• Legal persons under public and private law (provided that they perform public interest tasks of a non-commercial nature)

Even if you as a private entrepreneur are not obliged to implement the guidelines for accessibility on your website, it is worth taking this into account:

What Do I Gain from Following Web Legislations Though I am Not Obliged to?

It is worthwhile for you to optimize your online presence accordingly.

By making your website accessible while following the guidelines, you enjoy more benefits such as.

  • Shorter loading times for your page
  • Better findability in search engines (SEO)
  • Optimization for display on mobile devices
  • User-oriented website navigation

All these points increase the user-friendliness of your site and not only have a positive effect on your customer loyalty but also strengthen the image of your company, which in the long term brings more new and more satisfied customers.

International Web Accessibility Laws

If you understand the importance of web accessibility and you want to improve your website, you should keep in mind that there are different guidelines in place per location. We have listed the standards that are set per country. Here are the Web Legislations applicable per country.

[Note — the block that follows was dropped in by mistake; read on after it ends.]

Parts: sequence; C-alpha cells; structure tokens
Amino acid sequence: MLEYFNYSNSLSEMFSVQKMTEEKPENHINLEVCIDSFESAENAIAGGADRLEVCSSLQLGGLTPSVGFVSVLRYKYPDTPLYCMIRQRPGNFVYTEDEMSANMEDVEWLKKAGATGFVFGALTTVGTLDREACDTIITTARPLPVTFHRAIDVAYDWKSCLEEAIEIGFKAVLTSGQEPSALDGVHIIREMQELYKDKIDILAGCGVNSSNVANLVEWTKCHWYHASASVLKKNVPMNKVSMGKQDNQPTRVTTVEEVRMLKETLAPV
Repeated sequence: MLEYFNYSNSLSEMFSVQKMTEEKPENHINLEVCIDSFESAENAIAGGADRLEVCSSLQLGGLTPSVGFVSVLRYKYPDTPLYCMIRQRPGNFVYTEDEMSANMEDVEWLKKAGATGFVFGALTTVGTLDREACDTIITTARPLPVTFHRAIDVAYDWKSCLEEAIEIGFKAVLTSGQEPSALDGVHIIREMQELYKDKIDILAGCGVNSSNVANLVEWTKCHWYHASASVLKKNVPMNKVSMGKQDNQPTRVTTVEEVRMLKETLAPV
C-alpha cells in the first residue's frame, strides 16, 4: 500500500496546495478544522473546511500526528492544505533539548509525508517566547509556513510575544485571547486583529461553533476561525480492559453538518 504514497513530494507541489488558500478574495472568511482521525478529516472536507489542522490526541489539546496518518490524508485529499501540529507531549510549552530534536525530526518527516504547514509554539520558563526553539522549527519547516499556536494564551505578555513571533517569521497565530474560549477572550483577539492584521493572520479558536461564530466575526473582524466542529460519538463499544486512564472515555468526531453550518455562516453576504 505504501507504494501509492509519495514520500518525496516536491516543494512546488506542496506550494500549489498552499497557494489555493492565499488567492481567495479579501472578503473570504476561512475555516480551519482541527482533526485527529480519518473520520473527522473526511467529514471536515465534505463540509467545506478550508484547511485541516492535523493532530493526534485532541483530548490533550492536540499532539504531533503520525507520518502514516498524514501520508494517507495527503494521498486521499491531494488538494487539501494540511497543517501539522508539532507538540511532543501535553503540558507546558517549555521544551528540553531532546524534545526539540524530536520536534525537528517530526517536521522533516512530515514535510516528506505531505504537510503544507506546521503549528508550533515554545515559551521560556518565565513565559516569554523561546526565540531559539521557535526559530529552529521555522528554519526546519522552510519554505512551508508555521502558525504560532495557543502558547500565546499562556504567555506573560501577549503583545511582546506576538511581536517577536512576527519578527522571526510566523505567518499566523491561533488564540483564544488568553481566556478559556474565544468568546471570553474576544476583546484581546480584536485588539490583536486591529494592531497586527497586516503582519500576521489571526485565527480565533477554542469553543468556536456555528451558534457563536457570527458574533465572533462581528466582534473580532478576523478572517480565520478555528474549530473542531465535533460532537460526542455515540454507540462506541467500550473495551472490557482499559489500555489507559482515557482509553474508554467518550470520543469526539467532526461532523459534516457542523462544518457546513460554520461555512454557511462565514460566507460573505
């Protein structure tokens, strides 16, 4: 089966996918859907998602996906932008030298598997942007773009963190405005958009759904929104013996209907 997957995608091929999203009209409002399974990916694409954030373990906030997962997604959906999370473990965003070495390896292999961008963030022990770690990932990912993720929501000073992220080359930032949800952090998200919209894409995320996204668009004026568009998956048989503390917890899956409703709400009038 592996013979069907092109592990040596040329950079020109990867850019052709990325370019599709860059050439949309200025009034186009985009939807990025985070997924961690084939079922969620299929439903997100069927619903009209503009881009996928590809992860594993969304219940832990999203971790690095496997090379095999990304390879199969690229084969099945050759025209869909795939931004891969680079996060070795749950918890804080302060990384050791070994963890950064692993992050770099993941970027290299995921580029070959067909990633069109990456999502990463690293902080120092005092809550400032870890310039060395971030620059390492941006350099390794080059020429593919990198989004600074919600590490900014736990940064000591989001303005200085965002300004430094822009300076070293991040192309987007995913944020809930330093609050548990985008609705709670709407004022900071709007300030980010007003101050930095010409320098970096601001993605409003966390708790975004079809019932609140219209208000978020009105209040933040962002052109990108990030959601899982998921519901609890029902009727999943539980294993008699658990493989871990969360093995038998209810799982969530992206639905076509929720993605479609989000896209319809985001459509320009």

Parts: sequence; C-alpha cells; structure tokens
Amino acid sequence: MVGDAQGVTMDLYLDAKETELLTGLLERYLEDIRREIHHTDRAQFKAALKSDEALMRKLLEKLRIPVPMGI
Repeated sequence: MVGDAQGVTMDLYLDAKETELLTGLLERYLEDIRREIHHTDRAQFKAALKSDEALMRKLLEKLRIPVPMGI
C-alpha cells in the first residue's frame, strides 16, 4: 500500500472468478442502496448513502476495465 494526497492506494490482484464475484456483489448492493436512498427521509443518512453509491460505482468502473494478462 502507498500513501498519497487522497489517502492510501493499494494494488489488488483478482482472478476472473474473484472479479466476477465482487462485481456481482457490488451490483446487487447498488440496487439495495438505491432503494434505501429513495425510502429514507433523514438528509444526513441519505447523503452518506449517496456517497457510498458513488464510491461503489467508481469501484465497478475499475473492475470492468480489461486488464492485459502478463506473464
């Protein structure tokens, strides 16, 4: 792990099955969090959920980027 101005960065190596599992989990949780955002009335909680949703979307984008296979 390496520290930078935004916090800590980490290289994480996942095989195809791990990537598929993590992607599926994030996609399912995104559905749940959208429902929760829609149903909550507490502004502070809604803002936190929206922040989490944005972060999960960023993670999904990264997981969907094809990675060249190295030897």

Australian Disability Discrimination Act of 1992

What it covers:

  • Easy access to all information online by people with disabilities
  • Providing different formats of the same information designed for any disability.
  • Implementing the use of Braille, and other communicating methods like sign languages at no cost
  • Ensures that private organizations that make use of the Internet and social media allow options that make their information accessible to disabled individuals

Who must comply: all organizations, both public and private, and individuals who own websites or social media pages in Australia. It applies to all purposes, including employment, teaching, personal and professional services, telecommunications, sport, entertainment, etc.